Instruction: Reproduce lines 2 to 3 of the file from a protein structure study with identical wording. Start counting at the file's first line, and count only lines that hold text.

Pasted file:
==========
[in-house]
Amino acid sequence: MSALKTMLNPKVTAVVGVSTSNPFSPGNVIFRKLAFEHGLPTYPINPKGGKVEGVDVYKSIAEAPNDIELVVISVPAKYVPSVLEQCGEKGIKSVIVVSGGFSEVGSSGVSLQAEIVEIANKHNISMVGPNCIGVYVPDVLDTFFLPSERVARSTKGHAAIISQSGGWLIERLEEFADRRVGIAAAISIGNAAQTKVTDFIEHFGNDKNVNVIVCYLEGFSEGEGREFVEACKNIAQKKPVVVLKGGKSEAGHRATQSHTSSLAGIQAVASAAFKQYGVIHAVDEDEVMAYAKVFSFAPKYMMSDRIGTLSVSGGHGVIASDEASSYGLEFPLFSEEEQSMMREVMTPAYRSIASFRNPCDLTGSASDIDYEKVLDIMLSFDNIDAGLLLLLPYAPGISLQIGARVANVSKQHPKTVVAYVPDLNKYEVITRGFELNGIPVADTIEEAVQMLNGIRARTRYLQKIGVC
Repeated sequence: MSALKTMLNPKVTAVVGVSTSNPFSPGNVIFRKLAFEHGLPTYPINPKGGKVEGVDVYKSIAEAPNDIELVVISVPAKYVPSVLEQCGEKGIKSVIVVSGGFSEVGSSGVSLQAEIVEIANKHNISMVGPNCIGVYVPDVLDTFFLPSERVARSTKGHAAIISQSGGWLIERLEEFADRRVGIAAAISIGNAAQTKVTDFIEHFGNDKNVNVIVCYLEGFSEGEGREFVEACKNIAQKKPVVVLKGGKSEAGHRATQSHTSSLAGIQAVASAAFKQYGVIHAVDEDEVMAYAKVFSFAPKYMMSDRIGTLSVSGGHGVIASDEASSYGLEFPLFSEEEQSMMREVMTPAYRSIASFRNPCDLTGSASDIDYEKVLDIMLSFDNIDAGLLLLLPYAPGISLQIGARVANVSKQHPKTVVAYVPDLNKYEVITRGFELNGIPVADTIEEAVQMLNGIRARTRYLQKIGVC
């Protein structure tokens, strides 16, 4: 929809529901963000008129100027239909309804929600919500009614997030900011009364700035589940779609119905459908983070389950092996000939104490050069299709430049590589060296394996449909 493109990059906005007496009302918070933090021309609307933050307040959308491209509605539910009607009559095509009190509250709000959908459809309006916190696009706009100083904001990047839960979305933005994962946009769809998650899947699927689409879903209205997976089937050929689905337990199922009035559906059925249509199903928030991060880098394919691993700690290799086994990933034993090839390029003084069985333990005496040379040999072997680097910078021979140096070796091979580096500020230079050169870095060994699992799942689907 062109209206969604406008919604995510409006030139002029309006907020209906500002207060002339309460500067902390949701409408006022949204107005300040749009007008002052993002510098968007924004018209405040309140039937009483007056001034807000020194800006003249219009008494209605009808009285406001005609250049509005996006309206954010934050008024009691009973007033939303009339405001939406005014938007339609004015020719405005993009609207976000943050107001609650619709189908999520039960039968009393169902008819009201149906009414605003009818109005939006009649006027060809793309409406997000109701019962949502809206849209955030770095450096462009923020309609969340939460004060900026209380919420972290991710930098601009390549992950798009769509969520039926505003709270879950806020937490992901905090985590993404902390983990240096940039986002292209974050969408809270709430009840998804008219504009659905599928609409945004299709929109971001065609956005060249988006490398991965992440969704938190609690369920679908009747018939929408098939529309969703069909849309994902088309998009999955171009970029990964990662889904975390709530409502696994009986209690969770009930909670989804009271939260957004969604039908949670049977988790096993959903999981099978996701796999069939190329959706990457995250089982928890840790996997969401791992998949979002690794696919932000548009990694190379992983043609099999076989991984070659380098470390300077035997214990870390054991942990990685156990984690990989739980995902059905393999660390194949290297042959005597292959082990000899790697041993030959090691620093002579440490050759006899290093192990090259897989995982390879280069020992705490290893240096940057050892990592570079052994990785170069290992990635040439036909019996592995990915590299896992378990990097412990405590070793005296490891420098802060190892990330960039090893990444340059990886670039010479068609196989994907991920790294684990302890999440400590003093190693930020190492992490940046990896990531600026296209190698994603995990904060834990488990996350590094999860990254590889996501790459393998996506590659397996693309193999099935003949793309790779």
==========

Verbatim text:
Amino acid sequence: MSALKTMLNPKVTAVVGVSTSNPFSPGNVIFRKLAFEHGLPTYPINPKGGKVEGVDVYKSIAEAPNDIELVVISVPAKYVPSVLEQCGEKGIKSVIVVSGGFSEVGSSGVSLQAEIVEIANKHNISMVGPNCIGVYVPDVLDTFFLPSERVARSTKGHAAIISQSGGWLIERLEEFADRRVGIAAAISIGNAAQTKVTDFIEHFGNDKNVNVIVCYLEGFSEGEGREFVEACKNIAQKKPVVVLKGGKSEAGHRATQSHTSSLAGIQAVASAAFKQYGVIHAVDEDEVMAYAKVFSFAPKYMMSDRIGTLSVSGGHGVIASDEASSYGLEFPLFSEEEQSMMREVMTPAYRSIASFRNPCDLTGSASDIDYEKVLDIMLSFDNIDAGLLLLLPYAPGISLQIGARVANVSKQHPKTVVAYVPDLNKYEVITRGFELNGIPVADTIEEAVQMLNGIRARTRYLQKIGVC
Repeated sequence: MSALKTMLNPKVTAVVGVSTSNPFSPGNVIFRKLAFEHGLPTYPINPKGGKVEGVDVYKSIAEAPNDIELVVISVPAKYVPSVLEQCGEKGIKSVIVVSGGFSEVGSSGVSLQAEIVEIANKHNISMVGPNCIGVYVPDVLDTFFLPSERVARSTKGHAAIISQSGGWLIERLEEFADRRVGIAAAISIGNAAQTKVTDFIEHFGNDKNVNVIVCYLEGFSEGEGREFVEACKNIAQKKPVVVLKGGKSEAGHRATQSHTSSLAGIQAVASAAFKQYGVIHAVDEDEVMAYAKVFSFAPKYMMSDRIGTLSVSGGHGVIASDEASSYGLEFPLFSEEEQSMMREVMTPAYRSIASFRNPCDLTGSASDIDYEKVLDIMLSFDNIDAGLLLLLPYAPGISLQIGARVANVSKQHPKTVVAYVPDLNKYEVITRGFELNGIPVADTIEEAVQMLNGIRARTRYLQKIGVC